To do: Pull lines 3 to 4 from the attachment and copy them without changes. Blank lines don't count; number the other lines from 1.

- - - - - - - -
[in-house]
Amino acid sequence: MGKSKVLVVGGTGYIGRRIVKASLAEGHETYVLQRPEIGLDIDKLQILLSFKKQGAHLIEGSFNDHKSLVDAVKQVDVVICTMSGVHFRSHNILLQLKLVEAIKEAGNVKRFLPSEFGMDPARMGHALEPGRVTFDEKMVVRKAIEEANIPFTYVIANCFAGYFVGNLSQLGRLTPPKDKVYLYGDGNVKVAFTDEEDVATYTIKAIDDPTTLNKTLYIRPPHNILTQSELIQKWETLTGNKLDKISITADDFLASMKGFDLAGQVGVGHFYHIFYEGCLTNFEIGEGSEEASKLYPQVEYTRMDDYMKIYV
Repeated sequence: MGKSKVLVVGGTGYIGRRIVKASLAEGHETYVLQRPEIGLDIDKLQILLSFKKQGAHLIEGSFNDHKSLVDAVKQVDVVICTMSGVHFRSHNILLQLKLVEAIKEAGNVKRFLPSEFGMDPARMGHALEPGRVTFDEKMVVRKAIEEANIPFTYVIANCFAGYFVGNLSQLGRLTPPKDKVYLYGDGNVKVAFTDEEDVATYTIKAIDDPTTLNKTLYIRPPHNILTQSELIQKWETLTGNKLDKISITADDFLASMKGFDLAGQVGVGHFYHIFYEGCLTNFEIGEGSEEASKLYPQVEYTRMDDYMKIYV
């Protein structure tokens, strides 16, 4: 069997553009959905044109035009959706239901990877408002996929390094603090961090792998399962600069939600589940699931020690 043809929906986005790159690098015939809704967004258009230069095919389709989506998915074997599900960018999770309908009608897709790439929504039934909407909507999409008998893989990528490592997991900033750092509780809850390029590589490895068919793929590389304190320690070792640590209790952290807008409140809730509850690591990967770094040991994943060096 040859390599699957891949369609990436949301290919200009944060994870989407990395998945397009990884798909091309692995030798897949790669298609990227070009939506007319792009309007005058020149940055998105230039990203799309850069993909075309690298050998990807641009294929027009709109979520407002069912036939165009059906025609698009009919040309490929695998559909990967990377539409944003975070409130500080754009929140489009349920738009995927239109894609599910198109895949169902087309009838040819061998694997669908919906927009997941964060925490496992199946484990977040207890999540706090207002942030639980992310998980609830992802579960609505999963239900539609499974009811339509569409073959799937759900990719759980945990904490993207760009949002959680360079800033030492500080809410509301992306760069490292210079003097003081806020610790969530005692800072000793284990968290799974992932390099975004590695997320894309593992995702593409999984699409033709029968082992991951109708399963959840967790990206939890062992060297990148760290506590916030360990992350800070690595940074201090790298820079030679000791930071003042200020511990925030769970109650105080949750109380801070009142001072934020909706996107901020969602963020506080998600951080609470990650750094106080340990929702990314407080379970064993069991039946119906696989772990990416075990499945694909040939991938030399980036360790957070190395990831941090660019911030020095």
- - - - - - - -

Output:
Repeated sequence: MGKSKVLVVGGTGYIGRRIVKASLAEGHETYVLQRPEIGLDIDKLQILLSFKKQGAHLIEGSFNDHKSLVDAVKQVDVVICTMSGVHFRSHNILLQLKLVEAIKEAGNVKRFLPSEFGMDPARMGHALEPGRVTFDEKMVVRKAIEEANIPFTYVIANCFAGYFVGNLSQLGRLTPPKDKVYLYGDGNVKVAFTDEEDVATYTIKAIDDPTTLNKTLYIRPPHNILTQSELIQKWETLTGNKLDKISITADDFLASMKGFDLAGQVGVGHFYHIFYEGCLTNFEIGEGSEEASKLYPQVEYTRMDDYMKIYV
């Protein structure tokens, strides 16, 4: 069997553009959905044109035009959706239901990877408002996929390094603090961090792998399962600069939600589940699931020690 043809929906986005790159690098015939809704967004258009230069095919389709989506998915074997599900960018999770309908009608897709790439929504039934909407909507999409008998893989990528490592997991900033750092509780809850390029590589490895068919793929590389304190320690070792640590209790952290807008409140809730509850690591990967770094040991994943060096 040859390599699957891949369609990436949301290919200009944060994870989407990395998945397009990884798909091309692995030798897949790669298609990227070009939506007319792009309007005058020149940055998105230039990203799309850069993909075309690298050998990807641009294929027009709109979520407002069912036939165009059906025609698009009919040309490929695998559909990967990377539409944003975070409130500080754009929140489009349920738009995927239109894609599910198109895949169902087309009838040819061998694997669908919906927009997941964060925490496992199946484990977040207890999540706090207002942030639980992310998980609830992802579960609505999963239900539609499974009811339509569409073959799937759900990719759980945990904490993207760009949002959680360079800033030492500080809410509301992306760069490292210079003097003081806020610790969530005692800072000793284990968290799974992932390099975004590695997320894309593992995702593409999984699409033709029968082992991951109708399963959840967790990206939890062992060297990148760290506590916030360990992350800070690595940074201090790298820079030679000791930071003042200020511990925030769970109650105080949750109380801070009142001072934020909706996107901020969602963020506080998600951080609470990650750094106080340990929702990314407080379970064993069991039946119906696989772990990416075990499945694909040939991938030399980036360790957070190395990831941090660019911030020095």